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Kileff, J., & Ashburn, A. (2005). A pilot study of the effect of aerobic exercise on people with moderate disability multiple sclerosis. Clinical Rehabilitation, 19, 165-169.
Abstract by: Pandit Tejal
The importance of regular exercise and its effect on healthy adults is widely documented but there is not enough literature regarding the effects of aerobic exercise on multiple sclerosis (MS). Since scientists have found that people with MS have reduced tolerance for exercise due to reduced cardio-respiratory fitness, while aerobic exercise increases overall physical activity and cardiovascular effort, this intervention was designed to use aerobic exercise for people with moderate MS. The main purpose of this pilot study was to find the effects of an aerobic training program to improve the function, specifically mobility, of people with moderate disability multiple sclerosis.
Eight female subjects, average age 45 years (range 33 to 61 years) with moderate disability MS (Kurtzke scale 4 to 6), were recruited from the outpatient clinics through consultants in neurology, but only six participants completed the study.
Moderate level MS (determined by Kurtzke scale 4 to 6). Mobile with or without an aid.
Mild or severe MS.
A main symptom of fatigue.
A recent exacerbation or other major medical problems, such as cardiovascular disease or musculoskeletal problems. Unable to cycle a stationary bike.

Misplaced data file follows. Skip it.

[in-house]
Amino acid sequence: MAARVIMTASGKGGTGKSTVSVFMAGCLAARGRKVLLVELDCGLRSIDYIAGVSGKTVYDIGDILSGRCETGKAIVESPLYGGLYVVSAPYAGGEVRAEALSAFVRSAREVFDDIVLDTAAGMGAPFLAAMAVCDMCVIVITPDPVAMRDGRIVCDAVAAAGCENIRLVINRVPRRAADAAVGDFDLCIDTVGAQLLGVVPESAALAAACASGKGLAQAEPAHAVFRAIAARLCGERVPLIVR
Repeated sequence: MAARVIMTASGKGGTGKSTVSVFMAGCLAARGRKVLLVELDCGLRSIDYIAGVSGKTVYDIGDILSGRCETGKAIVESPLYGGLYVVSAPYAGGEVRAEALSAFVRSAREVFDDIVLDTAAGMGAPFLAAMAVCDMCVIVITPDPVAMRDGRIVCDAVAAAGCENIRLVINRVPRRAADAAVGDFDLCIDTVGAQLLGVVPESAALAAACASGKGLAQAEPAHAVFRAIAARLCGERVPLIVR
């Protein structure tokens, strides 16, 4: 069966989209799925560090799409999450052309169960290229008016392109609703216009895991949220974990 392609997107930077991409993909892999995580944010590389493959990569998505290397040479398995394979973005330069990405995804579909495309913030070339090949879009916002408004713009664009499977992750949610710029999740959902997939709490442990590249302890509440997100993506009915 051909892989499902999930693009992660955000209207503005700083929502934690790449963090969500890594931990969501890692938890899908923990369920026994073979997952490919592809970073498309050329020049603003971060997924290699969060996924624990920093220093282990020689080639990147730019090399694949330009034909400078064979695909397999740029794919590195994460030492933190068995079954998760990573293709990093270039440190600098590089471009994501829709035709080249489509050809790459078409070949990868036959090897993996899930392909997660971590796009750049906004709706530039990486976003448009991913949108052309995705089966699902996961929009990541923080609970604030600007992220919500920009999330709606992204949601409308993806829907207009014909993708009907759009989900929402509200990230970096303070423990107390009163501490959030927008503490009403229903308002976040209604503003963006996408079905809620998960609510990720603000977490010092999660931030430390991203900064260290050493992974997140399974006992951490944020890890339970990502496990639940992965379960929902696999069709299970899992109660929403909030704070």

Pre-intervention, the stability of the condition of each individual was recognized by repeating the 6-min walk, 10-m walk and functional reach measures 3 times over 2 weeks.
The experiment protocol consisted of bi-weekly sessions of 20 minutes of cycling on a stationary bike at a participant maximal level of exertion of 12 weeks (24 sessions in total). At the first session, participants started with 14 minutes of cycling, and then increased their cycling progressively to 31 minutes over the first 4 sessions, with the exception of one subject who was unable to manage 31 minutes until session 10. Since it was not possible for the subjects to reach the calculated 'aerobic training zone,' they worked at their maximum each session. One physiotherapist recorded the initial measurements and was involved in providing the treatment. To avoid intra-rater error and to assess inter-rater agreement, a second assessor (not involved in the treatment) completed the final assessments. The mean of the differences between the assessors was calculated separately. Participants' reaching 60% to 80% of their working heart rate was calculated by subtracting their resting heart rates from maximum heart rates (209- (0.9 times; age)). The goal of each subject intervention was to enable participants to reach their aerobic training zone.
The study found a significant difference on the Guys Neurological Disability Scale (GNDS) (p = 0.026) and the 6-minute walk test (p = 0.046) in comparing pre- and post-intervention using the Wilcoxon signed rank test. Also, improvements in disability significantly took place only in the lower limb function section (p = 0.046), which reflected the training effect.
It has been suggested that the aerobic training can improve overall mobility and disability level of moderate MS patients and it has a positive treatment effect. However, more research should focus on the mechanisms that support aerobic training for different levels of MS. Since the results show endurance improvement in the subjects, it may be concluded that one of the benefits of the aerobic exercise training for people with MS is endurance enhancement and its positive implications for individuals' lifestyles.